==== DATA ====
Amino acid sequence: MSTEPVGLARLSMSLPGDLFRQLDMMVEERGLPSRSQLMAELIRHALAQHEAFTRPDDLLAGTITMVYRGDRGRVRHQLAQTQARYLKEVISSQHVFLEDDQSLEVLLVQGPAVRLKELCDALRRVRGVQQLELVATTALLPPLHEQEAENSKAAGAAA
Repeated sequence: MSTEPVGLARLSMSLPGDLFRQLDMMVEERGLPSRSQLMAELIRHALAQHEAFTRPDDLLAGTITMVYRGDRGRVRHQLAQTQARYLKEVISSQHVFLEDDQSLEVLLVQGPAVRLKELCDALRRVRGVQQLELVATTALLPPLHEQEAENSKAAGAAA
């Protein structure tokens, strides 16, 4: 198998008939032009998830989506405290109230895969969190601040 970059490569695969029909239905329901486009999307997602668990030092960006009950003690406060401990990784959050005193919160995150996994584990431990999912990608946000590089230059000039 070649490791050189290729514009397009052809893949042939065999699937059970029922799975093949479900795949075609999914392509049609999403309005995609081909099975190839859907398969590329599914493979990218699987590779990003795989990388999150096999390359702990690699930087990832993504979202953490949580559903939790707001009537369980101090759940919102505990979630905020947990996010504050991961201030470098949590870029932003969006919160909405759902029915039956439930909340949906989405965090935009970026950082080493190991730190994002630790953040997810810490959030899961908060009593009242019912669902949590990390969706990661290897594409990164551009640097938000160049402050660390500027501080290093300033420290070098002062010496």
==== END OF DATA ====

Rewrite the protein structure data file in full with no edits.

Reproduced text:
Amino acid sequence: MSTEPVGLARLSMSLPGDLFRQLDMMVEERGLPSRSQLMAELIRHALAQHEAFTRPDDLLAGTITMVYRGDRGRVRHQLAQTQARYLKEVISSQHVFLEDDQSLEVLLVQGPAVRLKELCDALRRVRGVQQLELVATTALLPPLHEQEAENSKAAGAAA
Repeated sequence: MSTEPVGLARLSMSLPGDLFRQLDMMVEERGLPSRSQLMAELIRHALAQHEAFTRPDDLLAGTITMVYRGDRGRVRHQLAQTQARYLKEVISSQHVFLEDDQSLEVLLVQGPAVRLKELCDALRRVRGVQQLELVATTALLPPLHEQEAENSKAAGAAA
């Protein structure tokens, strides 16, 4: 198998008939032009998830989506405290109230895969969190601040 970059490569695969029909239905329901486009999307997602668990030092960006009950003690406060401990990784959050005193919160995150996994584990431990999912990608946000590089230059000039 070649490791050189290729514009397009052809893949042939065999699937059970029922799975093949479900795949075609999914392509049609999403309005995609081909099975190839859907398969590329599914493979990218699987590779990003795989990388999150096999390359702990690699930087990832993504979202953490949580559903939790707001009537369980101090759940919102505990979630905020947990996010504050991961201030470098949590870029932003969006919160909405759902029915039956439930909340949906989405965090935009970026950082080493190991730190994002630790953040997810810490959030899961908060009593009242019912669902949590990390969706990661290897594409990164551009640097938000160049402050660390500027501080290093300033420290070098002062010496």